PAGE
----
Every August dozens of the furriest surfers—and their owners—head to the San Francisco Bay Area for the World Dog Surfing Championships. Many are decked out in costume as they hang 10 (er, 20).
Held in Pacifica, the dogs enter the water with their owners, who then push the boards into waves for them. The four-legged surfers are then judged on two main criteria: “No. 1 is stay on the board and No. 2 is looking happy,” Sam Stahl, one of the judges, told NPR. “No one wants to see a dog terrified at the end of a surfboard.”
Each heat lasts 10 minutes, and dogs compete against pooches of their same size, across four categories that range from small to “very large.” They can compete solo or tandem, with either a human or another dog as their partner. Dogs can earn up to 10 points each round. Besides the surfing, there is also a costume and a ball-fetching competition.
“It’s subjective,” Stahl told the San Francisco Chronicle, with regard to the judging. “It’s a feeling. You’re looking for ability to stand, ride, move in the wave. You’re looking for style. How panicked or how calm the dog is. That makes a difference.”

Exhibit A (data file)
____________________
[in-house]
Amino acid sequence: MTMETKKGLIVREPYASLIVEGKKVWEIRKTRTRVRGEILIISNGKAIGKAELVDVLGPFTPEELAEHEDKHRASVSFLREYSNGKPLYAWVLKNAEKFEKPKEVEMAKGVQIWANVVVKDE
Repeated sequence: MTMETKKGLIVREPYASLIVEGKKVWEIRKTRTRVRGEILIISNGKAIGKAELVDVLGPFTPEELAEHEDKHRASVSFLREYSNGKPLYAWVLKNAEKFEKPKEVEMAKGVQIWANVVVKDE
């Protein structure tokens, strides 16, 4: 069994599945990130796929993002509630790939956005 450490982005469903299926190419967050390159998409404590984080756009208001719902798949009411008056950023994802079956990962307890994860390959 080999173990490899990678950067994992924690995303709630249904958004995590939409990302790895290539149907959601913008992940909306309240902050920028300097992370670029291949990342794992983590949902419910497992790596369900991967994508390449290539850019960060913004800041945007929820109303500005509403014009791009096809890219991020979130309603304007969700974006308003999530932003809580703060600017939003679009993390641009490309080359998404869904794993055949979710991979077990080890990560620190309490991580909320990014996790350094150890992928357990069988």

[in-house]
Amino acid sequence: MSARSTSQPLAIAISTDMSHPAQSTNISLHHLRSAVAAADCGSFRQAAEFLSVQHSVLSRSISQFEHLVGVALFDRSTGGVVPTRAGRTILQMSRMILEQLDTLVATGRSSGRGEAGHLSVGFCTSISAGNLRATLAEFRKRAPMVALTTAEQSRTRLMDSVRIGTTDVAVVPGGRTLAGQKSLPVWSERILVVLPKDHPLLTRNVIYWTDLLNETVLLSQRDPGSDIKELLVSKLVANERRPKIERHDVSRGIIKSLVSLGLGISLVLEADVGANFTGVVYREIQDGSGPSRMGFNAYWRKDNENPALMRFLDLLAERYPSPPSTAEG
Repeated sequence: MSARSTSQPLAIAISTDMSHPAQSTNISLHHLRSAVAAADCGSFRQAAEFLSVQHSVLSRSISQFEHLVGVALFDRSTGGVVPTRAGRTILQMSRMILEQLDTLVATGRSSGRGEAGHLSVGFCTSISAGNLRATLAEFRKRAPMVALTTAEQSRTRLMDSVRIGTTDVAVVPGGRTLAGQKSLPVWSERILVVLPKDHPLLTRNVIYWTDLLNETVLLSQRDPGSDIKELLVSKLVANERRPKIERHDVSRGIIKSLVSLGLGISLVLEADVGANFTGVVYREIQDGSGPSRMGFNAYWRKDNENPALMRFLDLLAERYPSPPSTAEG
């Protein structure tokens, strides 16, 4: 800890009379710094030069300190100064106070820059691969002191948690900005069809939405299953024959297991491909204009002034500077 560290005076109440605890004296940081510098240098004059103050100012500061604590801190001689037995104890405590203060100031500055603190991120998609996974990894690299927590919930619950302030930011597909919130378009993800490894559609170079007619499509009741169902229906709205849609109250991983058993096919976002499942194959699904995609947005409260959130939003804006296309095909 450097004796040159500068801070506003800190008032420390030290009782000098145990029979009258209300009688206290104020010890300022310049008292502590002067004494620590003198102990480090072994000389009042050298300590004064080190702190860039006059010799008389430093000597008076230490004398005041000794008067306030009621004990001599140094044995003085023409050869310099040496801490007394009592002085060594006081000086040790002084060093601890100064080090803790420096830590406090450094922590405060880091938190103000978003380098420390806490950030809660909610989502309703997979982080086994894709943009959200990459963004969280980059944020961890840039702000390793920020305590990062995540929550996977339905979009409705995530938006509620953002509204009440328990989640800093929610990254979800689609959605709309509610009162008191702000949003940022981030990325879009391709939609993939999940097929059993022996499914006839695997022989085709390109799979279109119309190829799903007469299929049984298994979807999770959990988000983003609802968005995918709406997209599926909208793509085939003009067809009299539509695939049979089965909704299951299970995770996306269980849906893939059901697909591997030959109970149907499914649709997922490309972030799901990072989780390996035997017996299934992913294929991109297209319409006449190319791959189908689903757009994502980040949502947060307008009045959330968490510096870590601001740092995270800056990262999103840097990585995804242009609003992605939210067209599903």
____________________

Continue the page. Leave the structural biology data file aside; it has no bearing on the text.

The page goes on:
While many canines are fairly new to the sport, there are a few seasoned experts. Dog surfing legend, Abbie, has been the reigning top dog in the medium category for the past two years. An Australian Kelpie, Abbie has been surfing since 2008. In 2014, she became the first dog inducted into the International Surfing Hall of Fame.
The Pacifica competition has been held since 2016, but dog surfing events have been going on for much longer. The first competition took place in 2006 at Loews Coronado hotel in San Diego. An annual Surf Dog event is held in San Diego, along with one in Huntington Beach. The sport appears to be growing in popularity as more events are popping up in the U.S. and around the world.